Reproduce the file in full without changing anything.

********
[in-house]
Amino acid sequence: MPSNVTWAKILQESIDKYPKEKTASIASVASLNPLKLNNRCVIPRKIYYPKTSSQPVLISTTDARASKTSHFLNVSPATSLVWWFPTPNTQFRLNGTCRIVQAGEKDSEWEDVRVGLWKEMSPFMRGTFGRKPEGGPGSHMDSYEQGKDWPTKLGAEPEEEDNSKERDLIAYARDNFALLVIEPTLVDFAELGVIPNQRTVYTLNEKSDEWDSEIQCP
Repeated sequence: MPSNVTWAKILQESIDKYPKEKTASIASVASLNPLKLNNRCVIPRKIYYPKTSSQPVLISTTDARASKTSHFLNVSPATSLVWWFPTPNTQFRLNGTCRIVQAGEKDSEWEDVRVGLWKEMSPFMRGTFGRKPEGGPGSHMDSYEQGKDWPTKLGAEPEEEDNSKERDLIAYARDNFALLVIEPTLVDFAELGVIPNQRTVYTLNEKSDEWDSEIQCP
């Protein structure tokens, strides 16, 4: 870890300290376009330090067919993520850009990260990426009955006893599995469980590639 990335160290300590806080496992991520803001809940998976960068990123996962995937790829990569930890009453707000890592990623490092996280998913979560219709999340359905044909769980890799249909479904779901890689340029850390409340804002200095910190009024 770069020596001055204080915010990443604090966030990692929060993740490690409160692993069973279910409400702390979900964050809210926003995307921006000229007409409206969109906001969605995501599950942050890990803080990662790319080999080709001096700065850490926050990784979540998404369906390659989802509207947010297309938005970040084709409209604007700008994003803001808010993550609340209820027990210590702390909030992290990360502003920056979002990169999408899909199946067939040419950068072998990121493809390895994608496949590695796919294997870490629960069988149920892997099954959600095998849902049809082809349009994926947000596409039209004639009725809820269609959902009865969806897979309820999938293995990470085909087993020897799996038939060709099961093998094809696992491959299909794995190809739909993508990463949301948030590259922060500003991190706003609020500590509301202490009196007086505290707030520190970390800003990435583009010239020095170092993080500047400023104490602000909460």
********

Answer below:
[in-house]
Amino acid sequence: MPSNVTWAKILQESIDKYPKEKTASIASVASLNPLKLNNRCVIPRKIYYPKTSSQPVLISTTDARASKTSHFLNVSPATSLVWWFPTPNTQFRLNGTCRIVQAGEKDSEWEDVRVGLWKEMSPFMRGTFGRKPEGGPGSHMDSYEQGKDWPTKLGAEPEEEDNSKERDLIAYARDNFALLVIEPTLVDFAELGVIPNQRTVYTLNEKSDEWDSEIQCP
Repeated sequence: MPSNVTWAKILQESIDKYPKEKTASIASVASLNPLKLNNRCVIPRKIYYPKTSSQPVLISTTDARASKTSHFLNVSPATSLVWWFPTPNTQFRLNGTCRIVQAGEKDSEWEDVRVGLWKEMSPFMRGTFGRKPEGGPGSHMDSYEQGKDWPTKLGAEPEEEDNSKERDLIAYARDNFALLVIEPTLVDFAELGVIPNQRTVYTLNEKSDEWDSEIQCP
């Protein structure tokens, strides 16, 4: 870890300290376009330090067919993520850009990260990426009955006893599995469980590639 990335160290300590806080496992991520803001809940998976960068990123996962995937790829990569930890009453707000890592990623490092996280998913979560219709999340359905044909769980890799249909479904779901890689340029850390409340804002200095910190009024 770069020596001055204080915010990443604090966030990692929060993740490690409160692993069973279910409400702390979900964050809210926003995307921006000229007409409206969109906001969605995501599950942050890990803080990662790319080999080709001096700065850490926050990784979540998404369906390659989802509207947010297309938005970040084709409209604007700008994003803001808010993550609340209820027990210590702390909030992290990360502003920056979002990169999408899909199946067939040419950068072998990121493809390895994608496949590695796919294997870490629960069988149920892997099954959600095998849902049809082809349009994926947000596409039209004639009725809820269609959902009865969806897979309820999938293995990470085909087993020897799996038939060709099961093998094809696992491959299909794995190809739909993508990463949301948030590259922060500003991190706003609020500590509301202490009196007086505290707030520190970390800003990435583009010239020095170092993080500047400023104490602000909460």